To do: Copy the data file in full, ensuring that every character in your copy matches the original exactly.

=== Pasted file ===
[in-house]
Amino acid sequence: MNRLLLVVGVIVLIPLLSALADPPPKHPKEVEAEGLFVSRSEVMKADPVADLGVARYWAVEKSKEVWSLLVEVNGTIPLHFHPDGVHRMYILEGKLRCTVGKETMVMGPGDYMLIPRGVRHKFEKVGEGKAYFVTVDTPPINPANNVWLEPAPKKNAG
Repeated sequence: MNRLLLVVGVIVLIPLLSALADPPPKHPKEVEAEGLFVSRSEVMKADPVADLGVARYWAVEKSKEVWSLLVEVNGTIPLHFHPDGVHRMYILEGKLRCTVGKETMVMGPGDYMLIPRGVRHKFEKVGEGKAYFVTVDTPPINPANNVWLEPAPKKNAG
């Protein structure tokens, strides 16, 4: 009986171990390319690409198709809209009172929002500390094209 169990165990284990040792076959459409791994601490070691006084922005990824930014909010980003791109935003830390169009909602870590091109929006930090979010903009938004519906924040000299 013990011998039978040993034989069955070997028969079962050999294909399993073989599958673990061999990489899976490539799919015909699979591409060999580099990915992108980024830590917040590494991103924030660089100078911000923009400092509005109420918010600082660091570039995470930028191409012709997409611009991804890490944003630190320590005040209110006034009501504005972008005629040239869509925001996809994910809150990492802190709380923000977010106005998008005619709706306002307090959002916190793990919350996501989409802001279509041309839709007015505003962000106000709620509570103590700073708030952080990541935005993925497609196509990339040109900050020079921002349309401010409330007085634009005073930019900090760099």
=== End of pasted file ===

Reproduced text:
[in-house]
Amino acid sequence: MNRLLLVVGVIVLIPLLSALADPPPKHPKEVEAEGLFVSRSEVMKADPVADLGVARYWAVEKSKEVWSLLVEVNGTIPLHFHPDGVHRMYILEGKLRCTVGKETMVMGPGDYMLIPRGVRHKFEKVGEGKAYFVTVDTPPINPANNVWLEPAPKKNAG
Repeated sequence: MNRLLLVVGVIVLIPLLSALADPPPKHPKEVEAEGLFVSRSEVMKADPVADLGVARYWAVEKSKEVWSLLVEVNGTIPLHFHPDGVHRMYILEGKLRCTVGKETMVMGPGDYMLIPRGVRHKFEKVGEGKAYFVTVDTPPINPANNVWLEPAPKKNAG
């Protein structure tokens, strides 16, 4: 009986171990390319690409198709809209009172929002500390094209 169990165990284990040792076959459409791994601490070691006084922005990824930014909010980003791109935003830390169009909602870590091109929006930090979010903009938004519906924040000299 013990011998039978040993034989069955070997028969079962050999294909399993073989599958673990061999990489899976490539799919015909699979591409060999580099990915992108980024830590917040590494991103924030660089100078911000923009400092509005109420918010600082660091570039995470930028191409012709997409611009991804890490944003630190320590005040209110006034009501504005972008005629040239869509925001996809994910809150990492802190709380923000977010106005998008005619709706306002307090959002916190793990919350996501989409802001279509041309839709007015505003962000106000709620509570103590700073708030952080990541935005993925497609196509990339040109900050020079921002349309401010409330007085634009005073930019900090760099």